I can't believe it took me so long to discover Adele (Himself turned me on to her music).
3 years ago
--Co-opting good stuff from all over the 'Net and maybe some original thoughts---ΜΟΛΩΝ ΛΑΒE
...degrees are of importance to employers ‘all over the world’. They act ‘as a sort of sifting mechanism’, or as she puts it in Does Education Matter?, ‘a way of ranking, screening and selecting’ people. ‘From an employers’ experience’, she continues, ‘while the degree’s not a perfect indicator, it is useful… they’re using it as a basic IQ test, an indication that people can buckle down and work for three years and to some degree, and sometimes very much, for specific skills.’ That’s why ensuring that as many people have a degree as possible, ‘at the expense of quality if necessary’, is counterproductive: ‘The quickest way to halve the value of a degree overnight is to say, “we don’t care about quality anymore, we’re going for quantity”’, notes Wolf.It's like the Federal government printing money. The more that is printed, the more worthless it is. The meme that a college education will gain you greater financial rewards is a myth that is going to become more apparent as the market is overwhelmed with newly-minted graduates seeking the golden ring they've been promised and coming up with the Golden Arches and a boatload of debt instead.
An elite education not only ushers you into the upper classes; it trains you for the life you will lead once you get there. I didn’t understand this until I began comparing my experience, and even more, my students’ experience, with the experience of a friend of mine who went to Cleveland State. There are due dates and attendance requirements at places like Yale, but no one takes them very seriously. Extensions are available for the asking; threats to deduct credit for missed classes are rarely, if ever, carried out. In other words, students at places like Yale get an endless string of second chances. Not so at places like Cleveland State. My friend once got a D in a class in which she’d been running an A because she was coming off a waitressing shift and had to hand in her term paper an hour late.This article goes straight to the heart of what is going wrong with this country. You have a set of elitists, by education and training. They have been lauded and soundly applauded as special snowflakes. They have not been taught how to think or even how to relate to others who are not like them--they have no diversity of thought. As one of his students quoted in his piece put it “So are you saying that we’re all just, like, really excellent sheep?”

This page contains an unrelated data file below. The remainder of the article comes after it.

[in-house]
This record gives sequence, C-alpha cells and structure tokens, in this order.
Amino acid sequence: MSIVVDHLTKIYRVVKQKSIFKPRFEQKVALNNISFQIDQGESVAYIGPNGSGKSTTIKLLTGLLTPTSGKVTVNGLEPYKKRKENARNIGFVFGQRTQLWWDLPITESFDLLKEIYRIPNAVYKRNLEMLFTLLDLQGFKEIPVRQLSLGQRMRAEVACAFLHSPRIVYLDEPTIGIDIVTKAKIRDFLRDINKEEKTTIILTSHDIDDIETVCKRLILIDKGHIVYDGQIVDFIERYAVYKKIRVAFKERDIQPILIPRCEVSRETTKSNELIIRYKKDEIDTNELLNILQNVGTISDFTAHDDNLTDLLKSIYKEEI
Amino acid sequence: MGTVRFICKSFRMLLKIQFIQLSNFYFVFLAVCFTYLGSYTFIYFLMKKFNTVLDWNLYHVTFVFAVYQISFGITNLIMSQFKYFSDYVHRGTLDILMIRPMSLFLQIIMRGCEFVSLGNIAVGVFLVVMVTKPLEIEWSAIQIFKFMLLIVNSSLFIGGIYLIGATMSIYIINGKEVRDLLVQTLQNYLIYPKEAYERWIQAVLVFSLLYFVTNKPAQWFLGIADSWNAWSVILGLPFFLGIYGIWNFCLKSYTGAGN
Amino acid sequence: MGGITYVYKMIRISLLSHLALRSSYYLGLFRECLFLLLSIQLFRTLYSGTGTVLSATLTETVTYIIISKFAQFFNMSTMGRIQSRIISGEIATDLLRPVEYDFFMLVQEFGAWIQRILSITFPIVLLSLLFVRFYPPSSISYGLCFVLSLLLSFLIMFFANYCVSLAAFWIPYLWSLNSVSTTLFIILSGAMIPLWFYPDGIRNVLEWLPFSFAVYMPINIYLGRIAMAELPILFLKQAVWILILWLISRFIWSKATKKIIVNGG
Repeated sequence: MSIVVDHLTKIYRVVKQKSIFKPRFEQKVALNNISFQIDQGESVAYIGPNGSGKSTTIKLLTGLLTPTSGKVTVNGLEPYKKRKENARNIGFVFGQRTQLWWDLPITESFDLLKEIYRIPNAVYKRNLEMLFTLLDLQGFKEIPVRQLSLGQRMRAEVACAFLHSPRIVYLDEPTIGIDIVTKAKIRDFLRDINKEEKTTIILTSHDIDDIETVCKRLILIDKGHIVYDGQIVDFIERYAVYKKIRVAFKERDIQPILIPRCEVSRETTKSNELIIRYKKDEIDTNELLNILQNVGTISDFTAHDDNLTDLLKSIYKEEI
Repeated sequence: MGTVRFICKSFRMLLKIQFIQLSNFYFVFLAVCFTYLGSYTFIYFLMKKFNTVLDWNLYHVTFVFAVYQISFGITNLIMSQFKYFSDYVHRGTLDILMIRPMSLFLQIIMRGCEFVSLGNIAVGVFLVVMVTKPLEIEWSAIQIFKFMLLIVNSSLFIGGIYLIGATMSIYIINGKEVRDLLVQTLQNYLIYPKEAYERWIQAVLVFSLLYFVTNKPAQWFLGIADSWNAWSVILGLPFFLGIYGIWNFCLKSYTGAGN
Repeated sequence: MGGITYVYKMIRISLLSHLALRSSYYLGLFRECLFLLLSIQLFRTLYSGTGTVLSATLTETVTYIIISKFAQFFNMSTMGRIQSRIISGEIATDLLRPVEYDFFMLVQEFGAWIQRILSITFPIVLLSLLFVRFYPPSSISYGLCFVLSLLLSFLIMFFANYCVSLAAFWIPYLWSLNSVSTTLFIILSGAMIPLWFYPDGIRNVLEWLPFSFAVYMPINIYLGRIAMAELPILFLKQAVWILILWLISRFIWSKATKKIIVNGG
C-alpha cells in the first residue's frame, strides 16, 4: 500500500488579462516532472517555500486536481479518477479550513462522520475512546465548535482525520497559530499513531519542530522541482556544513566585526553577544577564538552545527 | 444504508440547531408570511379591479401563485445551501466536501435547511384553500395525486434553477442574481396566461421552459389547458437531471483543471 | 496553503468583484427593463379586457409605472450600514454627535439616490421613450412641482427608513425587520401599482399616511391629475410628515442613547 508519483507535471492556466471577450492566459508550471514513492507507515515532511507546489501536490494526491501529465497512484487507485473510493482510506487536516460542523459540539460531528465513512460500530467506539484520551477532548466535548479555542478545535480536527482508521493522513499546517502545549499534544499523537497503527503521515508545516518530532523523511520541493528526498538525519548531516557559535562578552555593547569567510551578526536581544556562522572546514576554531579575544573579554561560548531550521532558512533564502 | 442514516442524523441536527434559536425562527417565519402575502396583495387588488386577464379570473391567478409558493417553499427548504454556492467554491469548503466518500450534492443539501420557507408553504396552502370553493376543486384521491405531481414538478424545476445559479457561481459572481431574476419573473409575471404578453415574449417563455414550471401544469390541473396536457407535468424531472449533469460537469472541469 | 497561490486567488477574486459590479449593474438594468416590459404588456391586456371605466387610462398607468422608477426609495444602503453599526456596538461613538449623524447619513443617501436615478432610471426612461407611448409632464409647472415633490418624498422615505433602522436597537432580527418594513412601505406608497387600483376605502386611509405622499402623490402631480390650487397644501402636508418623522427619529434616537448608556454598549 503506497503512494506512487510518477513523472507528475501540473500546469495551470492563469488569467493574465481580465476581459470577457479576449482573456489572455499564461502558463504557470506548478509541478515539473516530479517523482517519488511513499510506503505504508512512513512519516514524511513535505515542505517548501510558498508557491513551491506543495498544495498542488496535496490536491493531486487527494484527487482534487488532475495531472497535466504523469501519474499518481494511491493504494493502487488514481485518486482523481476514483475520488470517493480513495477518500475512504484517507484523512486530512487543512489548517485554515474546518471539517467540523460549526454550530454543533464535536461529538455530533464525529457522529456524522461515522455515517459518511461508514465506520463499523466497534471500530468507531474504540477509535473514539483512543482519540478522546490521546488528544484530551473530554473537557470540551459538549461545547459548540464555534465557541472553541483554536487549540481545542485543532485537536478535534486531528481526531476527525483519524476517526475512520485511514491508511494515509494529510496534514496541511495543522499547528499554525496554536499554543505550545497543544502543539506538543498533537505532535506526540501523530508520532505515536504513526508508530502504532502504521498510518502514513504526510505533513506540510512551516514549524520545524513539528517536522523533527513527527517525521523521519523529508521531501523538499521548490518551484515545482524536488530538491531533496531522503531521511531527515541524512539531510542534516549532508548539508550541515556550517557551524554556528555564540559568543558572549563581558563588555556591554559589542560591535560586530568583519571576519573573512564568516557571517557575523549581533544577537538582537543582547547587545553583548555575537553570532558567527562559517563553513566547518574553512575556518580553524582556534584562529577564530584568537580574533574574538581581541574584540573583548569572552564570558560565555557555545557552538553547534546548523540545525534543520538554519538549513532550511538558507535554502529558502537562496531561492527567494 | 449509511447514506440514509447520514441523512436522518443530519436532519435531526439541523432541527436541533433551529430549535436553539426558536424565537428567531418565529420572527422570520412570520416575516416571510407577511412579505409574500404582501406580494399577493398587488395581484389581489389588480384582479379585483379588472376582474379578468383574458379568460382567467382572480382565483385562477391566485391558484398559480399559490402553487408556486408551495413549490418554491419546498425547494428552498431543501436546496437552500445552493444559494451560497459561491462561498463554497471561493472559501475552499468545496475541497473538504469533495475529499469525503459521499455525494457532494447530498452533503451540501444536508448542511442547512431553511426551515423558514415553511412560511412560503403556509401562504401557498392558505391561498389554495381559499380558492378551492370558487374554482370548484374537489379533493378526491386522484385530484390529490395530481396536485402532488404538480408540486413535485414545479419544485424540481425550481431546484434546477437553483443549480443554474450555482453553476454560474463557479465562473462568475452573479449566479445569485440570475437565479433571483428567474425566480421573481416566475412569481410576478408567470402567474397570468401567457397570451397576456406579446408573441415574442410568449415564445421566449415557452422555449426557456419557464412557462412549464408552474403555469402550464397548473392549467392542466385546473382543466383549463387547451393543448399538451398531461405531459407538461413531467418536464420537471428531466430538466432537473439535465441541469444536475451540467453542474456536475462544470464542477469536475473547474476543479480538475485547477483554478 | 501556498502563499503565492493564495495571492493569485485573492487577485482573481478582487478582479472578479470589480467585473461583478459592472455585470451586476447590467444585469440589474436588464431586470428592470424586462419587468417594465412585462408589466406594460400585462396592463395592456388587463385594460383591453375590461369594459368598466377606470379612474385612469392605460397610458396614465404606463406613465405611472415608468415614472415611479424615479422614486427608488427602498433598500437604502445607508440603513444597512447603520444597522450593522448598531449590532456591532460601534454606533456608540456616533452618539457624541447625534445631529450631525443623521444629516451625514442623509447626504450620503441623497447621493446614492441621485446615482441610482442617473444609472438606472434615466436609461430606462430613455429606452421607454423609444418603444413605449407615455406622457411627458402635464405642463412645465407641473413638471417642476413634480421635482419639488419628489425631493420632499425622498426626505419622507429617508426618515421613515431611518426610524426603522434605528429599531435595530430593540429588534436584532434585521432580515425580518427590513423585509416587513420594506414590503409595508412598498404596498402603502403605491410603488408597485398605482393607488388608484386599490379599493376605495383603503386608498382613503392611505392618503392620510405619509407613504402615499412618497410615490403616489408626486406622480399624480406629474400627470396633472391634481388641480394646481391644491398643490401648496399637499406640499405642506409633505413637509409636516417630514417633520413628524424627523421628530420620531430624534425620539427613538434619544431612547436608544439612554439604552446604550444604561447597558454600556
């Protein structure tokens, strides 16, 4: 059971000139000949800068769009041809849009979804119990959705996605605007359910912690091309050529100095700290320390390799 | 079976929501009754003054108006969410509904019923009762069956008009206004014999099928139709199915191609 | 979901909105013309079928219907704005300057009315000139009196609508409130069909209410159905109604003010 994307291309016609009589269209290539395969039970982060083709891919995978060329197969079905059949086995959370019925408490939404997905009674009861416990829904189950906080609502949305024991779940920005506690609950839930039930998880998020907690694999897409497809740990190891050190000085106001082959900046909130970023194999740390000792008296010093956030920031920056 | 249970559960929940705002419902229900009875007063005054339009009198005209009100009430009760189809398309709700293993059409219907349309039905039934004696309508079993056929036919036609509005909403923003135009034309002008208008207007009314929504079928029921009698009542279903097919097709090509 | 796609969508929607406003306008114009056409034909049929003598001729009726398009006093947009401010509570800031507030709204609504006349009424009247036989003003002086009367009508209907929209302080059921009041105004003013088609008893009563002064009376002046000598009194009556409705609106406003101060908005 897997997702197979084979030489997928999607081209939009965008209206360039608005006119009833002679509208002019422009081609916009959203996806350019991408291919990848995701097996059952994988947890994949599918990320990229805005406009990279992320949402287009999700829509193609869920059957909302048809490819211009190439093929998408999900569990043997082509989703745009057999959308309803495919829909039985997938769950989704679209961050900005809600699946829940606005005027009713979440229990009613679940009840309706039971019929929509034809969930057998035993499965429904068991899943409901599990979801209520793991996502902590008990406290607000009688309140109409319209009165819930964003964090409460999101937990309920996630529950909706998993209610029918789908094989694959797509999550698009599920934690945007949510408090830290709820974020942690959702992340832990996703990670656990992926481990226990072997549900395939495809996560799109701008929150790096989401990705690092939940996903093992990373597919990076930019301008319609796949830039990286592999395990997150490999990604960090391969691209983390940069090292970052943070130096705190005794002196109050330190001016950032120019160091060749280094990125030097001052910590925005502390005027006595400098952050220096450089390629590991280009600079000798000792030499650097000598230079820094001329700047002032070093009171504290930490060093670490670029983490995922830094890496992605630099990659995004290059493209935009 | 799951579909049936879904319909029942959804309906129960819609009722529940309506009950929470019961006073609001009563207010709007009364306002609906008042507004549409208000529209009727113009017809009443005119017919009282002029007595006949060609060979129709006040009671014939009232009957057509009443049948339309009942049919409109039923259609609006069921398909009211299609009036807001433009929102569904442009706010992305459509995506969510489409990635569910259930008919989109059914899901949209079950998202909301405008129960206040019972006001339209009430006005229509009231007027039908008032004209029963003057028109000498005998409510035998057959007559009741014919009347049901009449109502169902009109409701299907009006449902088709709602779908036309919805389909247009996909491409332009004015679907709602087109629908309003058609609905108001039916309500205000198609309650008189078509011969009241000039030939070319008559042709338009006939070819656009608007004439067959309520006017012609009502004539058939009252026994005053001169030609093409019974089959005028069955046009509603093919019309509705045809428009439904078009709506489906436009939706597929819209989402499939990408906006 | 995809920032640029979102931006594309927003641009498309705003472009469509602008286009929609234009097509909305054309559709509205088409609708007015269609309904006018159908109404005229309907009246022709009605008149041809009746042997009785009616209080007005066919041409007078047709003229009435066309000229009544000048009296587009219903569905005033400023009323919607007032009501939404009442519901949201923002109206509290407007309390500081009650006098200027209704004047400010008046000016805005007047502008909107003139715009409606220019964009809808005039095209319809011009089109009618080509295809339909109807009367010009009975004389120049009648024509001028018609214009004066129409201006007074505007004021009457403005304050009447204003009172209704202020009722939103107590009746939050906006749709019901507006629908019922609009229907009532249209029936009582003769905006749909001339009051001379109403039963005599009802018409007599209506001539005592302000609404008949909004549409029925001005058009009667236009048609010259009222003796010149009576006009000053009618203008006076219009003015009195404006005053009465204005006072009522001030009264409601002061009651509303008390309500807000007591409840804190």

The only silver lining to this disaster has been the response of the community. I am not from this part of the country (I hail from the East Coast) and nowhere that I have lived has ever faced this kind of adversity. But I would be proud to call this town my home. I have not seen one person whine or complain. I have not heard one hopeless person ask when the government or FEMA would rescue them. The town mobilized itself days ahead of the impending disaster and began planning for the worst; secondary levees and sandbag walls went up with breathtaking speed, and thousands of homes were evacuated without incident. Think of it as the anti-Katrina. Once the townspeople saw that their worst fears were about to be realized, and their homes and livelihoods destroyed, instead of giving up, they have only redoubled their efforts to save what can be saved. Their stoic determination in the face of absolute catastrophe amazes me.
"But we must be as pragmatic as we are passionate; as strategic as we are resolute. When threatened, we must respond with force — but when that force can be targeted, we need not deploy large armies overseas. When innocents are being slaughtered and global security endangered, we don't have to choose between standing idly by or acting on our own. Instead, we must rally international action, which we are doing in Libya, where we do not have a single soldier on the ground but are supporting allies in protecting the Libyan people and giving them the chance to determine their destiny."
I don't want to judge anybody or make assumptions, but in my opinion, a lot of men here seem to forget, or perhaps have never realized, the way men can control, manipulate, intimidate and yes, coerce women into doing things they do not want to do or wouldn't normally do.Gah! Seriously! WTF! In one foul sentence this person has wiped away the idea that women are thinking human beings with a will of their own. From their other comments, I am assuming that this person is female, which makes it worse.